For the last four months my morning routine is to wake up before the sun. And go do makeshift qigong on the beach and float in the ocean before starting my day.
When I moved to the beach, I made a vow to myself I would do this routine everyday, if possible. For when else will I live a block from the gorgeous ocean. And be able to float and start my day in nature with such peace.
For several weeks before lockdown, I started to see my regular elderly Vietnamese exercisers. As we were on the same timeline and routine. Waking up, throwing on a swimsuit and sleep walking towards the ocean in the dark. (I am not going to lie. Sometimes with the heat of the night and essential oils on my face before bed. Yesterday’s mascara would have me looking like I was a raccoon or at an all night rave. But whatevs. It was for them to decide.)
About the second week into this routine, we would then start to wave at each other the moment we got to the beach. Almost as if it was a rite of passage to then step onto the sand in the dark and celebrate another day of life. There was one particular elderly gentleman who would wave at me every morning with the biggest smile across his face – like he hadn’t seen me for years – similar to how I remember Forrest Gump waving to Lt Dan.
It absolutely made my day.
The lockdown occurred. The beach was closed. And I wondered about my new friends and how they were holding up. With language barriers, we had never spoke to each other prior so I actually didn’t even know their names or anything about them.
Vietnam royally kicked the virus’s ass, with zero deaths. After a month we were allowed to go back to the beach. (FYI – Borders are still closed.)
I never saw that man again, and often wondered where he ended up. Did his business close with no tourists anymore with Hoi An being a ghost town, or did he move his family back to the country to his family’s land to try and survive. I thought about his smile every time I stepped onto the sand.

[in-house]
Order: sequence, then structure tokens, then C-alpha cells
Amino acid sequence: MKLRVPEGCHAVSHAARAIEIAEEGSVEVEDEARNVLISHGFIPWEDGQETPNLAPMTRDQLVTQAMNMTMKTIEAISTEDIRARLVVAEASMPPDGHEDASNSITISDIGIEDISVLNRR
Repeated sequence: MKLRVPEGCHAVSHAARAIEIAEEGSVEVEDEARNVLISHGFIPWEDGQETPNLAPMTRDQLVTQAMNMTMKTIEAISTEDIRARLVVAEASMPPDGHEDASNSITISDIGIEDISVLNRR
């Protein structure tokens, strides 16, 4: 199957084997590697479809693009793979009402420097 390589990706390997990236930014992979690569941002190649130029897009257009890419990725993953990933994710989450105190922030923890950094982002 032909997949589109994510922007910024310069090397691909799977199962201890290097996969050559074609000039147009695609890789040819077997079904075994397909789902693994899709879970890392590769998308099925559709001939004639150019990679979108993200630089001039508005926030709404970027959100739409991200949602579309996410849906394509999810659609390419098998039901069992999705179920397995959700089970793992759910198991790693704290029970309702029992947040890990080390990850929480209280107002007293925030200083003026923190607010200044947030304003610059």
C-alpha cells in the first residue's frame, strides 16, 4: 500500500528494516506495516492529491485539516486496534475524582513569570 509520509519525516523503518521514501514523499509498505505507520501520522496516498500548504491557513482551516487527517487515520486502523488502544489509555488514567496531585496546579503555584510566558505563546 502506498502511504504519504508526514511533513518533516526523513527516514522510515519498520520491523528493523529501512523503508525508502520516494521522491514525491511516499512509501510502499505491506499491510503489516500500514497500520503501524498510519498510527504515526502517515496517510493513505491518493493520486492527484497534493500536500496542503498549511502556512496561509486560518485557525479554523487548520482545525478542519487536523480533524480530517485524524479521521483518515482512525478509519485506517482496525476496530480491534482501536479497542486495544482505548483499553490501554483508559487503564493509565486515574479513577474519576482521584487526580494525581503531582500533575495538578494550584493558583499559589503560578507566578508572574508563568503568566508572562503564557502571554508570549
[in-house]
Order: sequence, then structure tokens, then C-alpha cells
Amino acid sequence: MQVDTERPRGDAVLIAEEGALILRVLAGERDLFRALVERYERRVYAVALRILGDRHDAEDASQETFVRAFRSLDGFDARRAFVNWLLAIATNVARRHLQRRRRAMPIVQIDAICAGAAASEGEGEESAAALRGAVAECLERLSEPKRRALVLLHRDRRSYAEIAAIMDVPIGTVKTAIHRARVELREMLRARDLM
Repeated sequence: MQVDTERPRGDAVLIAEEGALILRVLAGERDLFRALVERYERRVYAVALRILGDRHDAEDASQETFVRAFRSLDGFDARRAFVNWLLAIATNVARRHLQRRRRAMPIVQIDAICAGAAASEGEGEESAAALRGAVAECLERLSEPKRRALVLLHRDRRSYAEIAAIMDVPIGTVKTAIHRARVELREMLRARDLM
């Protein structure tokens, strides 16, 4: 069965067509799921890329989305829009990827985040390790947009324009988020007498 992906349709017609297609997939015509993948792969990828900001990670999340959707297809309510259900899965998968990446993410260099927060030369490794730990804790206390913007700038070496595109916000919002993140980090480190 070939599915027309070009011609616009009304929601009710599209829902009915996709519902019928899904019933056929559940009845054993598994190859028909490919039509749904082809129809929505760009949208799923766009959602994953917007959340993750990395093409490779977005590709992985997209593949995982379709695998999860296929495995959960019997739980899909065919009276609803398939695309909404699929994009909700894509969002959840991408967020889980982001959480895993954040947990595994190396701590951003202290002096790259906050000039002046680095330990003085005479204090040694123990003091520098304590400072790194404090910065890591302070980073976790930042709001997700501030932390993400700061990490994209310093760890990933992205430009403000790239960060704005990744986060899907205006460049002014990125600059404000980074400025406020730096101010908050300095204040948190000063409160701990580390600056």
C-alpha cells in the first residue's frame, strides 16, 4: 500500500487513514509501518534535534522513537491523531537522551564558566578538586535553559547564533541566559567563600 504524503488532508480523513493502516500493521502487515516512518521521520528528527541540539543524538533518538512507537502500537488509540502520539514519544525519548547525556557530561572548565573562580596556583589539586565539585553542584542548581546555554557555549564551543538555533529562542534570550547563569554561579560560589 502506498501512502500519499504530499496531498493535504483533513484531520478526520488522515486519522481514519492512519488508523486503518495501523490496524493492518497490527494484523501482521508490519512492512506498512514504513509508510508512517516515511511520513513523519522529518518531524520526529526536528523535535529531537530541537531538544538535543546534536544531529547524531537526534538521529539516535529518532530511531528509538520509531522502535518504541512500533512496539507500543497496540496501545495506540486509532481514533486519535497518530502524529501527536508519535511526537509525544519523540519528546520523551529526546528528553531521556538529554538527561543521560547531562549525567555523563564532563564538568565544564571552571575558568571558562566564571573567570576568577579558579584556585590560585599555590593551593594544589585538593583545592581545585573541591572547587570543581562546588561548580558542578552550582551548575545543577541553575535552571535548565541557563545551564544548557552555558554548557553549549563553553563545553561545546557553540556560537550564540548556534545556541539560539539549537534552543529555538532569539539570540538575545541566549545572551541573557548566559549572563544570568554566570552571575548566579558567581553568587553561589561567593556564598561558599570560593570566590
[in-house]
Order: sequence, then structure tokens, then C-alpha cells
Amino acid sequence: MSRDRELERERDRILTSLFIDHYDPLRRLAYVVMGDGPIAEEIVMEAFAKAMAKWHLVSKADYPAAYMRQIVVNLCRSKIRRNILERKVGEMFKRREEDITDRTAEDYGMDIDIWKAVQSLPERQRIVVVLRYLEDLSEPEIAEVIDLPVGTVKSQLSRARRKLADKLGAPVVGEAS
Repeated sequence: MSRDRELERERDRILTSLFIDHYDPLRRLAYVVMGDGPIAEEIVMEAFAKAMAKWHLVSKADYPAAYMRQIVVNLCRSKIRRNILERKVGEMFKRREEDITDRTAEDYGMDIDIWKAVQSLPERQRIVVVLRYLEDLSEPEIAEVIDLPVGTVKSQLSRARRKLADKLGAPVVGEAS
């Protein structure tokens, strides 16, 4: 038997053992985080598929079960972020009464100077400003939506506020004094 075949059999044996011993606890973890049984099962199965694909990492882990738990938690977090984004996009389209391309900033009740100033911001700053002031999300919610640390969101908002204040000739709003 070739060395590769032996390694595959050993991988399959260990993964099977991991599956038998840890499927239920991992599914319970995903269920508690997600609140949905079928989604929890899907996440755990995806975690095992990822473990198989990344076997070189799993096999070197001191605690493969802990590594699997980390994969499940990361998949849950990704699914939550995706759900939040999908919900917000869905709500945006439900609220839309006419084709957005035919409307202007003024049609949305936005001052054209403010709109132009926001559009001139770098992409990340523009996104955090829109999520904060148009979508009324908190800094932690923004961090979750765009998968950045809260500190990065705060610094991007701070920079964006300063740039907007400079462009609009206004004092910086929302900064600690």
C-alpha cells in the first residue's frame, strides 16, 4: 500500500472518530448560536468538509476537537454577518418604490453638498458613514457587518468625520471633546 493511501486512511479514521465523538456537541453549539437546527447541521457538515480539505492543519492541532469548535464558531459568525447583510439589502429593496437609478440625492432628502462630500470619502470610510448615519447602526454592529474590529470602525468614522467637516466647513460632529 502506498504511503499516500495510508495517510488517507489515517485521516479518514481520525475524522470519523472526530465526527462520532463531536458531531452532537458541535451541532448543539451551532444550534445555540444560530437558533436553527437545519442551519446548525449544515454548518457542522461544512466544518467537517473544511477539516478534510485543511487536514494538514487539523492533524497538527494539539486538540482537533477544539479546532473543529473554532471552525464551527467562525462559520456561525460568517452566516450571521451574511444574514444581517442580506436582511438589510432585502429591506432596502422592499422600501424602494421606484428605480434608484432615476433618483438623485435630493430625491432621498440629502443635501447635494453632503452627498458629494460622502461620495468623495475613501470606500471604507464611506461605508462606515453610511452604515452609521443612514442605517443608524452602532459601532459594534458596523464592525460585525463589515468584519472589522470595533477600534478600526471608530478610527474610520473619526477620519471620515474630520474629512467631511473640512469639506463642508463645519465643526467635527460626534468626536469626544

By circumstances, I then got on the routine of a new elderly Vietnamese man’s schedule. Who would be headed to the beach when I was walking back from it. We would usually meet in the street before my turn off, I would say good morning. He would motion swimming with his hands, to ask me if I was swimming. I would act out random qigong and then the most non graceful form of swimming with my arms. We would laugh, he would say something I didn’t understand and we would walk away smiling.
Yesterday, we met on the path to the beach. I smiled wondering if the full moon messed with him as much as it messed with me, and he couldn’t sleep. As he got closer to me he said, “Good Morning!” I smiled with a huge grin and said, “Good Morning!”
He then motioned if I was swimming (I am soaking wet in my swimsuit with wet hair every time by the way). The current had been really strong with the full moon, so I acted out how the current was really powerful and unpredictable, when I was floating. He laughed and then punched me in the arm.
For most people that would have been a shock to get punched in the arm. But for me, I laughed so loud. Flashing instantly back to being a little kid in school. When you would get punched in the arm as a term of endearment. I walked all the way home smiling from ear to ear.
This morning at the beach, I had my eyes closed and was doing qigong but could feel someone watching me. Sometimes I would secretly squint out of the corner of my eye to see the elderly Vietnamese women trying to copy my made up moves.
As I opened my eyes, about 100 feet away was my smiling Forest Gump waving friend! We both waved with both arms as fast as we could and smiled from ear to ear! It felt like Christmas. I closed my eyes and got back into the routine, my heart as filled with joy.
When I was getting out of the ocean, I scanned the beach. And looked for him one more time. He was over by all of the elderly Vietnamese women, all smiling and waving at me.